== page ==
BUT FIRST: The Post gives O'Malley's trip to Einstein a cursory mention at the end of a story about how he's slowing school funding to MCPS; meanwhile, Ike Leggett doesn't mind keeping his grandson in a "learning cottage," but my seven-year-old brother still gets money for a new school; and friend of Just Up The Pike Hans Riemer is nominated president of the Action Committee for Transit.
One of my favorite hobbies is visiting model houses. I couldn't ever live in one, but I like to see how The Other Half must be living. Here's another installment of Model House Reviews.
Curiosity brought me up I-270 at rush hour, but it was the call of nature that brought me into Bozzuto's condominium model at Clarksburg Town Center. Even with all the controversy, the Upcounty new town has grown rapidly into a little patch of city in the middle of nowhere.
My problem with Clarksburg Town Center is not that half the houses were built too tall but that there are no bathrooms anywhere. With no stores or even a gas station to be found (yet), a new community center still locked, and no bushes planted where I might've found relief, my only hope was to find a model house, which are in ample supply.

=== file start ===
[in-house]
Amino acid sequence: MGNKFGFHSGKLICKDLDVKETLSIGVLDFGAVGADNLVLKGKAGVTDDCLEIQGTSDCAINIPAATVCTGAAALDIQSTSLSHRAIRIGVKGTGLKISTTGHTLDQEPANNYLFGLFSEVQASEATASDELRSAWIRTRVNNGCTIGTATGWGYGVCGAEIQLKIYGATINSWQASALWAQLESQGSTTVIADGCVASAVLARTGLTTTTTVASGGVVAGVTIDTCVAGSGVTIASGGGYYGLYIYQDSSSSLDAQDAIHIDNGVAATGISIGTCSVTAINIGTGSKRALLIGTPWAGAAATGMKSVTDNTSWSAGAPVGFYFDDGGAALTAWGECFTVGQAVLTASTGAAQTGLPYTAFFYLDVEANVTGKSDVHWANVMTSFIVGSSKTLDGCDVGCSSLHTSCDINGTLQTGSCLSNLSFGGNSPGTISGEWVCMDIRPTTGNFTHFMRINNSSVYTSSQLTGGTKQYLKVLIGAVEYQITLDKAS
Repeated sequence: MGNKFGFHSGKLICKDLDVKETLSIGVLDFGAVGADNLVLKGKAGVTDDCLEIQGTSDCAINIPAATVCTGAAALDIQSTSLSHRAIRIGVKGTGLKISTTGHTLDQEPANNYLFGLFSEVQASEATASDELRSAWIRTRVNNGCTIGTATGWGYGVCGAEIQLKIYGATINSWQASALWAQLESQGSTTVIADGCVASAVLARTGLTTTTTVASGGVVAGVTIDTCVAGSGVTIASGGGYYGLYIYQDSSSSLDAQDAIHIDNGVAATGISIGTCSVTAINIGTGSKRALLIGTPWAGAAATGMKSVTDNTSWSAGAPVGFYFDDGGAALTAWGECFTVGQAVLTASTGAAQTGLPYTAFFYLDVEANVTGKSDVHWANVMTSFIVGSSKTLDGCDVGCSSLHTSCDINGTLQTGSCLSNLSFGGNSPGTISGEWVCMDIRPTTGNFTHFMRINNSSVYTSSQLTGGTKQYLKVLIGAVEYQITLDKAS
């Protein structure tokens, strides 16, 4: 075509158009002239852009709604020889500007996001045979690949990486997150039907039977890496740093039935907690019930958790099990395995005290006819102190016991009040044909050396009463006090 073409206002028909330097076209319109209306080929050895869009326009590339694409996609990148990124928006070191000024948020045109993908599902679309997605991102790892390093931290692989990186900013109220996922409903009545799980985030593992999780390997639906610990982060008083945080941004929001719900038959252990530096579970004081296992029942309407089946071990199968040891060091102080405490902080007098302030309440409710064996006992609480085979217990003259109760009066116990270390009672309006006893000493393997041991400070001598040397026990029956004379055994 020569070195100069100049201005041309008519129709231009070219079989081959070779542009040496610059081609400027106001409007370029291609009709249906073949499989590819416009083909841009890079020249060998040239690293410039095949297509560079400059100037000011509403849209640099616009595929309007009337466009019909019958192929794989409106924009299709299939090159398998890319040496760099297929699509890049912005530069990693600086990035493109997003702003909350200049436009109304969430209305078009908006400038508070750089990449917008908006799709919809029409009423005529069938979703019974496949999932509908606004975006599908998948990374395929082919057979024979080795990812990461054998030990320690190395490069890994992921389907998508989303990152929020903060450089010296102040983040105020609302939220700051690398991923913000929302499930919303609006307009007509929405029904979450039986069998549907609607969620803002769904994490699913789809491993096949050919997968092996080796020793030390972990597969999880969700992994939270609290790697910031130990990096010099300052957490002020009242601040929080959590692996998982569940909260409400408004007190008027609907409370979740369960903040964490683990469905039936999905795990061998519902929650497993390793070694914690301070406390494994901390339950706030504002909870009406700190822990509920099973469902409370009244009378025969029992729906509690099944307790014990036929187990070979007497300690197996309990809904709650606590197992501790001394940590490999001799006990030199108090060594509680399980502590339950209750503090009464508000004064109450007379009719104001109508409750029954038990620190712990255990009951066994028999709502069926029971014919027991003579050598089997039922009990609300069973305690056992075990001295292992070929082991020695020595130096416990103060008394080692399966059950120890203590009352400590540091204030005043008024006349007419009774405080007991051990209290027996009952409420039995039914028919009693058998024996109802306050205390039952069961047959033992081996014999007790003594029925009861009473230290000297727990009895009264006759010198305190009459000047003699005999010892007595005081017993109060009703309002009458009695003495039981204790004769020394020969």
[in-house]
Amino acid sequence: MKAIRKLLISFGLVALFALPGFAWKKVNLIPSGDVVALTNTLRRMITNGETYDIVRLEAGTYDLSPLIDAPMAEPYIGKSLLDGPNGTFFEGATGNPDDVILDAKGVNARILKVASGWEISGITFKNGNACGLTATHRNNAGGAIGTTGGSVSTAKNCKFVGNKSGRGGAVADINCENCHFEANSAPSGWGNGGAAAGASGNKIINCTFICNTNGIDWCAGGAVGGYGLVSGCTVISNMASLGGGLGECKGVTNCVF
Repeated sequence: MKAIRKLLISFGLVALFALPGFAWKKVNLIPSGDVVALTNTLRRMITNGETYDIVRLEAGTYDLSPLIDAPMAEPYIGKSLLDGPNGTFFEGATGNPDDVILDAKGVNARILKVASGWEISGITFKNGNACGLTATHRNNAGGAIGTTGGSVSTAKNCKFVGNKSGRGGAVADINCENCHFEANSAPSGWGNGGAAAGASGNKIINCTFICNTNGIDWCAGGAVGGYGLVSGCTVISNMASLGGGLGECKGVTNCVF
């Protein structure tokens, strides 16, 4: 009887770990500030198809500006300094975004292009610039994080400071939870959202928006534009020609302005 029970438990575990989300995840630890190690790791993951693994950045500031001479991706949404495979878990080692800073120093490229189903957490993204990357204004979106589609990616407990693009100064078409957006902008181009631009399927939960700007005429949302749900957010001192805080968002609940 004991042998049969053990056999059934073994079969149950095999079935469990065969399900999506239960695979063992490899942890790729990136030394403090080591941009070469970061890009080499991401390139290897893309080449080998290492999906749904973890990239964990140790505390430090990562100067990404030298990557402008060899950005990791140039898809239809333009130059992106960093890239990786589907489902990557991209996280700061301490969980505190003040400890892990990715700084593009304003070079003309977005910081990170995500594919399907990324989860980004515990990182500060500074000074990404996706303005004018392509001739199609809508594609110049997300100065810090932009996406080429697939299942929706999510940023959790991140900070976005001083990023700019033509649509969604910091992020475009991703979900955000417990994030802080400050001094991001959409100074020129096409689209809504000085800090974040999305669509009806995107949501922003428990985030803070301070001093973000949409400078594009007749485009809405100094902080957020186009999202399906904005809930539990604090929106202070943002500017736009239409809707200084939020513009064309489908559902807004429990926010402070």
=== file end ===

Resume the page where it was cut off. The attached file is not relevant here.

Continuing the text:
I figured what I was about to do was in wildly poor taste, but I had to do it. As soon as I burst into the Bozzuto model condo, a woman emerged from a back room and asked "Can I help you?" "I have a strange request for you," I said. "Do you have a bathroom?" "Yes," she said nervously, perhaps unsure of my intentions. (Not because of age or race, I hope, but merely out of confusion.)
The bathroom was amazing. A simple set-up - sink, toilet, tub - but classy nonetheless, with good lighting, a large mirror, and tasteful gold-striped wallpaper. The hand towels, while thin, matched the wallpaper and dried my hands most effectively.
Emerging from the bathroom, I explained my case, but realizing that it was almost 5 and the woman had her car keys, I knew it was time to go. We commiserated about the horrible traffic and, after offering my thanks, I said goodbye and left.
As I sped south on 270 past the Cesar Pelli-designed COMSAT building, recently saved from the wrecking ball, I looked at the line of headlights going northbound, which extended from the Beltway probably as far as Frederick, and thought of the sales woman, who was heading out that way, and all the families starting their lives in Clarksburg. While the town has its charms and one of the nicest bathrooms I've had the pleasure to use in a long time, I'm not sure if it would be worth that kind of commute. Yes, I was happy coming home to East County, so long as I was getting there at 70 miles per hour.